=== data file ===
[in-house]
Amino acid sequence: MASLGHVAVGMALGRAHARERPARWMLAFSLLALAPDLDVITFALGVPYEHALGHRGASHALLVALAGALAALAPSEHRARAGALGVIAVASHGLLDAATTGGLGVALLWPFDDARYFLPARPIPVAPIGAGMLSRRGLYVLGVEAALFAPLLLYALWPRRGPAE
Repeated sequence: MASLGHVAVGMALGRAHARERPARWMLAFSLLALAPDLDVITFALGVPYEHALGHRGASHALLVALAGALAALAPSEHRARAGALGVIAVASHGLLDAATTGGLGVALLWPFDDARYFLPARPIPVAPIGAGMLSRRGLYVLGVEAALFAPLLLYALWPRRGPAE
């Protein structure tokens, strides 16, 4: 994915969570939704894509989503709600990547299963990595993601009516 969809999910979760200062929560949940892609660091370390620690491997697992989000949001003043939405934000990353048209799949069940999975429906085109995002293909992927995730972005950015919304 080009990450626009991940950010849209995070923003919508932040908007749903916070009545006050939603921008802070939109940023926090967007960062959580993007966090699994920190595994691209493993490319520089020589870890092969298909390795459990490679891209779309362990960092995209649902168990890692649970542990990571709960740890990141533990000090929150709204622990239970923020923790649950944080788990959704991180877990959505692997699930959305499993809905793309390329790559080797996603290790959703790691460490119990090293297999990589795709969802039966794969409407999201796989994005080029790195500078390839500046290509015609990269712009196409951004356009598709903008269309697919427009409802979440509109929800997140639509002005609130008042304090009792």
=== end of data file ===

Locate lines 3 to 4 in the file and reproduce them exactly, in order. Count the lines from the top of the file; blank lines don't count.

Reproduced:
Repeated sequence: MASLGHVAVGMALGRAHARERPARWMLAFSLLALAPDLDVITFALGVPYEHALGHRGASHALLVALAGALAALAPSEHRARAGALGVIAVASHGLLDAATTGGLGVALLWPFDDARYFLPARPIPVAPIGAGMLSRRGLYVLGVEAALFAPLLLYALWPRRGPAE
């Protein structure tokens, strides 16, 4: 994915969570939704894509989503709600990547299963990595993601009516 969809999910979760200062929560949940892609660091370390620690491997697992989000949001003043939405934000990353048209799949069940999975429906085109995002293909992927995730972005950015919304 080009990450626009991940950010849209995070923003919508932040908007749903916070009545006050939603921008802070939109940023926090967007960062959580993007966090699994920190595994691209493993490319520089020589870890092969298909390795459990490679891209779309362990960092995209649902168990890692649970542990990571709960740890990141533990000090929150709204622990239970923020923790649950944080788990959704991180877990959505692997699930959305499993809905793309390329790559080797996603290790959703790691460490119990090293297999990589795709969802039966794969409407999201796989994005080029790195500078390839500046290509015609990269712009196409951004356009598709903008269309697919427009409802979440509109929800997140639509002005609130008042304090009792």